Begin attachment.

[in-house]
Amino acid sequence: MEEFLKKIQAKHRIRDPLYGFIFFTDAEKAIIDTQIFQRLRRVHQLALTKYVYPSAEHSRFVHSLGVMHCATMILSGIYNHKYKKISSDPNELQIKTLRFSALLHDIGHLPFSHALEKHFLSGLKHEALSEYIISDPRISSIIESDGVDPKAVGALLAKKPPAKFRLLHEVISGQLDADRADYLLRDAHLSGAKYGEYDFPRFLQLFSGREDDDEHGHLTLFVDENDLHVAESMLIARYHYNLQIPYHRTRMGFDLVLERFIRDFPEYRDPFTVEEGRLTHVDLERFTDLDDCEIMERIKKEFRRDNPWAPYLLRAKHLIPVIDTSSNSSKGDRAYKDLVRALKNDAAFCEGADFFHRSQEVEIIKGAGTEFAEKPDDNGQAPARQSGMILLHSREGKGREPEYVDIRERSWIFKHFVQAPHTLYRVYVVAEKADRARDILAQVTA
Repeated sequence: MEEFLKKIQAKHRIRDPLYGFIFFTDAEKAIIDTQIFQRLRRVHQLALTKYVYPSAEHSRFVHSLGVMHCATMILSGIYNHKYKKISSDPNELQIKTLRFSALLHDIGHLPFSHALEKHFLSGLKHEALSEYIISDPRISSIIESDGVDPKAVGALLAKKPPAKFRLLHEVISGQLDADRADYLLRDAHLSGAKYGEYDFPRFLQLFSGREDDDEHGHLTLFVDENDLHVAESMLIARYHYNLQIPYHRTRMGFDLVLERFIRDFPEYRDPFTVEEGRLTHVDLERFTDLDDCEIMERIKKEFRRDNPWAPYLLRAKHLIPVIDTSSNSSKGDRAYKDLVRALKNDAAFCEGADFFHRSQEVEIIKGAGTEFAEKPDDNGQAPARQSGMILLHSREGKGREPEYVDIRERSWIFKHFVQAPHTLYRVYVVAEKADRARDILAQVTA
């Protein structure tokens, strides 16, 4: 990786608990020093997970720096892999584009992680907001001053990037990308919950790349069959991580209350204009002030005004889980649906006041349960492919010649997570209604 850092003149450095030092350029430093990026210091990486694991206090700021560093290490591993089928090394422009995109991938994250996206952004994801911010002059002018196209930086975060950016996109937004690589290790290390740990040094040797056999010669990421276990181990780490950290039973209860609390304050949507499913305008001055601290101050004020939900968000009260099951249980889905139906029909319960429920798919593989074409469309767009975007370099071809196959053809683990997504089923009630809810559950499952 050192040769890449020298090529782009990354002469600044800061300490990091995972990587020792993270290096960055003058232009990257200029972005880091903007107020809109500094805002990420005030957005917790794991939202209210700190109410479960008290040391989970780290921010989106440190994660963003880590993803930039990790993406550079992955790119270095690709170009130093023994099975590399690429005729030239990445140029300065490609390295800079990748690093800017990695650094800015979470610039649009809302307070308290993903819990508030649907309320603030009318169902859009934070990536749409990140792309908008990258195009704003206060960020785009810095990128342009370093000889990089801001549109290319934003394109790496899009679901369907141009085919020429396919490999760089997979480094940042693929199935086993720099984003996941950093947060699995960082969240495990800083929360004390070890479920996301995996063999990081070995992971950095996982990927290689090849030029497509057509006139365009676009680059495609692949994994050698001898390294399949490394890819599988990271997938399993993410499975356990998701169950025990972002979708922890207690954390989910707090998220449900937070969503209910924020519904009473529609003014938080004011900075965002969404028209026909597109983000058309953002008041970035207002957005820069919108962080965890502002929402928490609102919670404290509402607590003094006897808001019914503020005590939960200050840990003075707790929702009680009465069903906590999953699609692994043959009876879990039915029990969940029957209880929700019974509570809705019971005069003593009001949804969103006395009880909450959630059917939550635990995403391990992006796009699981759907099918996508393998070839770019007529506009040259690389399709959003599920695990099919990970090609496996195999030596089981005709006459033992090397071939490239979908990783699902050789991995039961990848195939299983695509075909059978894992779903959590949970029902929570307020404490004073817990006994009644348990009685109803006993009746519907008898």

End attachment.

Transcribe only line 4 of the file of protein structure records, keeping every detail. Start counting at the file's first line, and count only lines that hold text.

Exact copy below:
């Protein structure tokens, strides 16, 4: 990786608990020093997970720096892999584009992680907001001053990037990308919950790349069959991580209350204009002030005004889980649906006041349960492919010649997570209604 850092003149450095030092350029430093990026210091990486694991206090700021560093290490591993089928090394422009995109991938994250996206952004994801911010002059002018196209930086975060950016996109937004690589290790290390740990040094040797056999010669990421276990181990780490950290039973209860609390304050949507499913305008001055601290101050004020939900968000009260099951249980889905139906029909319960429920798919593989074409469309767009975007370099071809196959053809683990997504089923009630809810559950499952 050192040769890449020298090529782009990354002469600044800061300490990091995972990587020792993270290096960055003058232009990257200029972005880091903007107020809109500094805002990420005030957005917790794991939202209210700190109410479960008290040391989970780290921010989106440190994660963003880590993803930039990790993406550079992955790119270095690709170009130093023994099975590399690429005729030239990445140029300065490609390295800079990748690093800017990695650094800015979470610039649009809302307070308290993903819990508030649907309320603030009318169902859009934070990536749409990140792309908008990258195009704003206060960020785009810095990128342009370093000889990089801001549109290319934003394109790496899009679901369907141009085919020429396919490999760089997979480094940042693929199935086993720099984003996941950093947060699995960082969240495990800083929360004390070890479920996301995996063999990081070995992971950095996982990927290689090849030029497509057509006139365009676009680059495609692949994994050698001898390294399949490394890819599988990271997938399993993410499975356990998701169950025990972002979708922890207690954390989910707090998220449900937070969503209910924020519904009473529609003014938080004011900075965002969404028209026909597109983000058309953002008041970035207002957005820069919108962080965890502002929402928490609102919670404290509402607590003094006897808001019914503020005590939960200050840990003075707790929702009680009465069903906590999953699609692994043959009876879990039915029990969940029957209880929700019974509570809705019971005069003593009001949804969103006395009880909450959630059917939550635990995403391990992006796009699981759907099918996508393998070839770019007529506009040259690389399709959003599920695990099919990970090609496996195999030596089981005709006459033992090397071939490239979908990783699902050789991995039961990848195939299983695509075909059978894992779903959590949970029902929570307020404490004073817990006994009644348990009685109803006993009746519907008898």